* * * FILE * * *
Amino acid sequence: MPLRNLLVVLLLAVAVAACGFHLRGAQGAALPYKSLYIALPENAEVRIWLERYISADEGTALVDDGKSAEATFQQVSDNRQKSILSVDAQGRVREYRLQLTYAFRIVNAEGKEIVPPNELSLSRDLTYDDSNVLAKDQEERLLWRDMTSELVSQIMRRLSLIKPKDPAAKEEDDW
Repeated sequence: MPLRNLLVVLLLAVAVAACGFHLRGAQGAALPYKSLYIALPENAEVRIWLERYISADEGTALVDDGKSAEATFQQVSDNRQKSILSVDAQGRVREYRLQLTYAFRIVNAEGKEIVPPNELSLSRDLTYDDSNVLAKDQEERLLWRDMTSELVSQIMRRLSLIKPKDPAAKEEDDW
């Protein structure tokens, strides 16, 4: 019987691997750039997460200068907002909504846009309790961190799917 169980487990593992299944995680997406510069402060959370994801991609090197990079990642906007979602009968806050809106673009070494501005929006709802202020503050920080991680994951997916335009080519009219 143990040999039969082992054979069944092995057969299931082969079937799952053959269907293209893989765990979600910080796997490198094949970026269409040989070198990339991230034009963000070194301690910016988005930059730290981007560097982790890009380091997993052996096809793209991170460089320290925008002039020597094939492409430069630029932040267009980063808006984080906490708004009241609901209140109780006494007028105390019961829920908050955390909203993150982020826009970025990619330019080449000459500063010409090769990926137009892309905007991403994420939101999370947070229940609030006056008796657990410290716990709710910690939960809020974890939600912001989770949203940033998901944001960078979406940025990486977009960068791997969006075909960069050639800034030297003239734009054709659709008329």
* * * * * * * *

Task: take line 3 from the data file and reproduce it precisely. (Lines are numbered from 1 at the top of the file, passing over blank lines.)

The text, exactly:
């Protein structure tokens, strides 16, 4: 019987691997750039997460200068907002909504846009309790961190799917 169980487990593992299944995680997406510069402060959370994801991609090197990079990642906007979602009968806050809106673009070494501005929006709802202020503050920080991680994951997916335009080519009219 143990040999039969082992054979069944092995057969299931082969079937799952053959269907293209893989765990979600910080796997490198094949970026269409040989070198990339991230034009963000070194301690910016988005930059730290981007560097982790890009380091997993052996096809793209991170460089320290925008002039020597094939492409430069630029932040267009980063808006984080906490708004009241609901209140109780006494007028105390019961829920908050955390909203993150982020826009970025990619330019080449000459500063010409090769990926137009892309905007991403994420939101999370947070229940609030006056008796657990410290716990709710910690939960809020974890939600912001989770949203940033998901944001960078979406940025990486977009960068791997969006075909960069050639800034030297003239734009054709659709008329």